Natalie: I would say probably my favorite part of all of it was just watching reactions from everybody. I always try to stay really humble about what we do and I know, we're good at what we do, but then watching everybody else. When we would bring out a dessert, we don't know what anybody else made. We didn't know how they were going to react to it. We had no idea if we got it right. Just the genuine reactions from everybody, whereas like, "Oh, we're actually pretty okay at this. I'll continue doing this after the show." Even just meeting everybody, we met so many people who just kept telling us, they can't believe how well we work together and how we're an inspiration to them. The other teams and everything. It was really cool, having the feedback from everybody else.

What was it like filming with Curtis Stone and Yolanda Gampp? And of course, Joel, he's so funny.

Luis: Right? I mean, for me it was a little nerve wracking because we had to present them food, like our baked goods and everything. They kind of had the standards, whatever we made was always up to them, whether they kept us along for the ride or not. So we had to make sure that we were giving them the best possible thing that we could give them, taste wise, look wise and everything. So it was awesome to kind of get to feed them. Then it was also, to see their reactions to stuff like, "Wow, this is really good." So it's kind of like that sense of accomplishment once you get those reactions from them. I was like, "Oh, okay. I'm in the right field. We got the right things done." So for me, it's a good, I feel good after that.

Natalie Collins-Fish and Luis Flores on their favorite bake during the show

Was there a bigger challenge you really enjoyed the most out of everything that you got to bake?

Natalie: Is the finale included? Because I feel like the finale for me was definitely the showpiece, going to the finale was for sure my bread and butter.

Luis: Because it was the one that we didn't have to hold back, literally didn't have a super strict guideline of a specific dessert to make. That we could [be] just like, "Here you go."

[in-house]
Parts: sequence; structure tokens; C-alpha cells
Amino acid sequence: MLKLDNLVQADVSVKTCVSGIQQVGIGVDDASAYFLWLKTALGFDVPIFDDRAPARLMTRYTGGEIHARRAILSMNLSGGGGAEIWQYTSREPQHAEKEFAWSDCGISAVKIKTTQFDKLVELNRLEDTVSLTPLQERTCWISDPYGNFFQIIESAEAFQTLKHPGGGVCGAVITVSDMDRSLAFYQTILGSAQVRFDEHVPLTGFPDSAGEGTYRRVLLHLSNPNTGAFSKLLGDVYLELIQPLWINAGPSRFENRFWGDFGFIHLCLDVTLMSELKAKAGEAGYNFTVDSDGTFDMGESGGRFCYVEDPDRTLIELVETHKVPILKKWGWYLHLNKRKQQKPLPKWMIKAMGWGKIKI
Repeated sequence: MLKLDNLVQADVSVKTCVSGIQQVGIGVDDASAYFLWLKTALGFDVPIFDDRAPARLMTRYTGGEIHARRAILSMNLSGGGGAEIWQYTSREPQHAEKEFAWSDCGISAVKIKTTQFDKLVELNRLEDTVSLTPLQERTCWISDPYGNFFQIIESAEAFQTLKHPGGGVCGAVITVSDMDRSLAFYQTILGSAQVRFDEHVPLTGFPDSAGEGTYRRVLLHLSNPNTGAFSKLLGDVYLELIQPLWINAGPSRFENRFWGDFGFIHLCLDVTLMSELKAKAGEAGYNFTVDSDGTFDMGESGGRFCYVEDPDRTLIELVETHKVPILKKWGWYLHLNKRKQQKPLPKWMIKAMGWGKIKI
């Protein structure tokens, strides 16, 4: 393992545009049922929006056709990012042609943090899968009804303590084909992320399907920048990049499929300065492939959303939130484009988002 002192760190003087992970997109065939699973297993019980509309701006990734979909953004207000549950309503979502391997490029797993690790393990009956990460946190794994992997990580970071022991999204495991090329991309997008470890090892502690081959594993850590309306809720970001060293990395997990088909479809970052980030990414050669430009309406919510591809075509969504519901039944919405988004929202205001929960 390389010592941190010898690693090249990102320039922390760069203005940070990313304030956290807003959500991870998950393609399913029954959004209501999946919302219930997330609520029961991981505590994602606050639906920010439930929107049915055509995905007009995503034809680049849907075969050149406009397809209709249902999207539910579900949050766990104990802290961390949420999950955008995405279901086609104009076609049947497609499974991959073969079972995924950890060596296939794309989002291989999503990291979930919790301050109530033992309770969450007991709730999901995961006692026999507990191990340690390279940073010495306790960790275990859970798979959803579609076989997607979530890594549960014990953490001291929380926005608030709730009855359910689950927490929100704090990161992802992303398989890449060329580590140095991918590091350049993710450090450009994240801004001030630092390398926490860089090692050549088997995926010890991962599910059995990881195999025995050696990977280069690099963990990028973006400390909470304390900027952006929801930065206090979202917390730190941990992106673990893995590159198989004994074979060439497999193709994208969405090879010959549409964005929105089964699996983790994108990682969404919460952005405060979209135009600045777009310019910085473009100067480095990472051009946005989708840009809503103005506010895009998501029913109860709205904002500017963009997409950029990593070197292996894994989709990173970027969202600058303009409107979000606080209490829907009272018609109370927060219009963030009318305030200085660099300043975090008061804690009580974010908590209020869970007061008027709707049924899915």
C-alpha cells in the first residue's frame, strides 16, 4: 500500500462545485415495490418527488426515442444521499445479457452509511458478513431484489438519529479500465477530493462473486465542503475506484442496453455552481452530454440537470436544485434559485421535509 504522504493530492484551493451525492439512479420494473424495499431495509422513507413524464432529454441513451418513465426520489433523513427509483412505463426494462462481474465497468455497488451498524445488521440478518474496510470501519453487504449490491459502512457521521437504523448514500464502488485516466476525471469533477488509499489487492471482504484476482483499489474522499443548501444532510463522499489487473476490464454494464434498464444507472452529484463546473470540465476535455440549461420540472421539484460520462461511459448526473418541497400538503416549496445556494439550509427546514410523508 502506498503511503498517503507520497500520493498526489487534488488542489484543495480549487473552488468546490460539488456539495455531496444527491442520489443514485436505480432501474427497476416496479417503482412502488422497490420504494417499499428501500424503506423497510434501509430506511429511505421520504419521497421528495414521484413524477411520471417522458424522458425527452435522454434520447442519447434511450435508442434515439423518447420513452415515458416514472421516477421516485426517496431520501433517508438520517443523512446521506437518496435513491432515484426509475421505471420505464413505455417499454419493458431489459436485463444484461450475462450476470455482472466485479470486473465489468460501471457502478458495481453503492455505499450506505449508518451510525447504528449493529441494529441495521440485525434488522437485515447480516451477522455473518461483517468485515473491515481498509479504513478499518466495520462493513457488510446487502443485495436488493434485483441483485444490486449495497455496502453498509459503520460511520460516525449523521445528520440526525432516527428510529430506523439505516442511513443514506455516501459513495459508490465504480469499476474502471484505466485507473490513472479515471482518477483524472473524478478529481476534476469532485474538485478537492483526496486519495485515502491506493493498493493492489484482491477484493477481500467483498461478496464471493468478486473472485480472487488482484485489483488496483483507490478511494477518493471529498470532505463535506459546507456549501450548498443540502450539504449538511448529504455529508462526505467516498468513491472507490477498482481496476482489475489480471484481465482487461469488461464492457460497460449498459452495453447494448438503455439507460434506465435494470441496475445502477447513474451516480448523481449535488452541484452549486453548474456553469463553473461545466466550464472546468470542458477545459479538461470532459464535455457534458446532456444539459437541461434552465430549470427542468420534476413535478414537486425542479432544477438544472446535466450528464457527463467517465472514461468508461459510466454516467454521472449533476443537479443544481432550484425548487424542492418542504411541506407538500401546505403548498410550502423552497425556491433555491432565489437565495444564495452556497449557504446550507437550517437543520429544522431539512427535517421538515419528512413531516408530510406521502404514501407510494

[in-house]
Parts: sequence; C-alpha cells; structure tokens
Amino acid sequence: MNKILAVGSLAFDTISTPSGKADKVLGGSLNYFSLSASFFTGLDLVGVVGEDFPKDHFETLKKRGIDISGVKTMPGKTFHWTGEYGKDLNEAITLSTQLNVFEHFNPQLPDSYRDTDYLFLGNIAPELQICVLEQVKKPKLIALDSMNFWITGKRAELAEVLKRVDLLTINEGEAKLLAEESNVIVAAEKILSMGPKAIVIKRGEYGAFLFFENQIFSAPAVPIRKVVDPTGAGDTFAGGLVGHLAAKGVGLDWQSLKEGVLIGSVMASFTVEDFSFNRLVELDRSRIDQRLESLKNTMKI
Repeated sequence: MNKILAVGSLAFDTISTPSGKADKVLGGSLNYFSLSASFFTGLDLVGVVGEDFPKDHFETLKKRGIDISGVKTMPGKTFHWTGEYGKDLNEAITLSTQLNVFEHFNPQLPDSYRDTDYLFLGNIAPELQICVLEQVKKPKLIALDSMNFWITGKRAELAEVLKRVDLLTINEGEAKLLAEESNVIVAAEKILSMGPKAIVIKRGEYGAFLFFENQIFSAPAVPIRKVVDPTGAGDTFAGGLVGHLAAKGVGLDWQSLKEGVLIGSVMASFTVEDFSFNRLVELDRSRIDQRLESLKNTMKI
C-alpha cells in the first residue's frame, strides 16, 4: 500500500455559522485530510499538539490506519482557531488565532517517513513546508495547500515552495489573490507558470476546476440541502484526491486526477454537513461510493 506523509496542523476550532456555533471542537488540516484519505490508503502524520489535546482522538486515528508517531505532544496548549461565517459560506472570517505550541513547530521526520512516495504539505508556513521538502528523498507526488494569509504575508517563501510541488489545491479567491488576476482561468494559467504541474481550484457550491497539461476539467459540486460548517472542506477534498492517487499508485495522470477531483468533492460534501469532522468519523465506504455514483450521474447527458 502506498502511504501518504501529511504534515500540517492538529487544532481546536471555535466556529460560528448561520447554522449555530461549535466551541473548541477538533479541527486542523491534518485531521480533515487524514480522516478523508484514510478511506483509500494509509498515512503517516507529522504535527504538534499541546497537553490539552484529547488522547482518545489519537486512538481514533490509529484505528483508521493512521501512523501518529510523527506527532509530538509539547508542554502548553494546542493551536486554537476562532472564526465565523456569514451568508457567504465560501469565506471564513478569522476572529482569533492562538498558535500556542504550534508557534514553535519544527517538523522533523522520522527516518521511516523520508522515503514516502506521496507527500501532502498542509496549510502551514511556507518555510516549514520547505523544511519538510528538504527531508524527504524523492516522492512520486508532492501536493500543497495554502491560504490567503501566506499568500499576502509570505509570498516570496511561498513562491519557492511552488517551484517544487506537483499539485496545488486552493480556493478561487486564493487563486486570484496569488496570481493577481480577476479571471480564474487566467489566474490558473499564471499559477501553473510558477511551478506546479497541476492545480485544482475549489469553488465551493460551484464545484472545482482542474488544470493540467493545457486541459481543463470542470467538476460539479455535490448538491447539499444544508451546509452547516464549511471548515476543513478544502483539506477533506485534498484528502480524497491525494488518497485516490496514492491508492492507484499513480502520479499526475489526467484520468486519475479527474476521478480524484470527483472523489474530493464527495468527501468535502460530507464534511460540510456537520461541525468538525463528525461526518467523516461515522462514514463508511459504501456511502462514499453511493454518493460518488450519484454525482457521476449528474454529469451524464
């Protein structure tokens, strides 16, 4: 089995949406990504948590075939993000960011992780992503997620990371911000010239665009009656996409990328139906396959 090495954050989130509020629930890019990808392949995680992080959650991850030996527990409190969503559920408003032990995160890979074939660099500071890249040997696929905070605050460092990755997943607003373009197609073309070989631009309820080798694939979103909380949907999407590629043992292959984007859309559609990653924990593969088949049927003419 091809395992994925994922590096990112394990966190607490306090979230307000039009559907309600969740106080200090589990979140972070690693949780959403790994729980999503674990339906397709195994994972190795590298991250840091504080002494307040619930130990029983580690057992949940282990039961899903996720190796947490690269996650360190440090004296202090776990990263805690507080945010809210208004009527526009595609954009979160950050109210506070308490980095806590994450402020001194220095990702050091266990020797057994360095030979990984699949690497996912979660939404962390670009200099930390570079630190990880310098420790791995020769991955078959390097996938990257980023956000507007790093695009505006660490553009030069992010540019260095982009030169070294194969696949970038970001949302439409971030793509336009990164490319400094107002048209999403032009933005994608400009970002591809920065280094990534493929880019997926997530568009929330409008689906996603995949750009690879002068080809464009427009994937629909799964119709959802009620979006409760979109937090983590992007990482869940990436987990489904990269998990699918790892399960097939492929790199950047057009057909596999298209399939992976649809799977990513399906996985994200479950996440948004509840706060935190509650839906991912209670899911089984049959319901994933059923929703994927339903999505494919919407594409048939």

Natalie: We can finally do what we do and not try to match what's underneath the box, which was a struggle for me. I guess they didn't really show too much about it during the actual show. But filming, I had a big struggle because I wanted to do what I wanted to do and not what I was supposed to do. He always had to keep me in check a lot. Like, "No, that is not going to be on the dessert. They're not going to make five flowers out of chocolate and spray them with gold. They're just not going to do it." We had to learn. We definitely took a hard lesson in the first episode when we knew that it was a naked carrot cake. I was like, "That's not a showpiece. That can't be that." So we didn't make a carrot cake.

We probably would have won that round if we would have just stuck to it but I was like, "No, showpiece. Let's go big or go home, right?" So I made real vegetables in a basket instead. But yeah, that was, I mean definitely a stepping stone for us, where we had to learn where we could put our flare onto it and where we had to actually hold back and figure out like, "Okay, this is still a game. Nobody is going to be able to duplicate what my crazy brain is going to think up. So it will never be under that box. If we go that route, we're never going to win." So we definitely had to play the mind game for sure, [the] whole season.

How Luis Flores and Natalie Collins-Fish developed their winning strategy

When you were looking through the clues, did you have a strategy going into it?

Natalie: I'm terrible at this. I still say I'm terrible at it.

Luis: Natalie struggled a little bit. But I think for me, I set the plan up for us. I guess you can say. Whenever we walked into the "Crime Scene Kitchen," we just always split up because we cover a lot more ground when we're just all kind of spread out a little bit. Then we kind of came up also with a game plan is not to really talk about anything specific. We were just talking about everything that we saw, but any ideas that we had, we would wait until the actual, when we were in the kitchen baking to actually discuss it. Because once you would throw out one idea of like, "Oh, I think this is like a snickerdoodle." we only thought it was that. So that kind of deviated from our plan, I was like, "All right, well it's obviously not that it's something else." But that way ...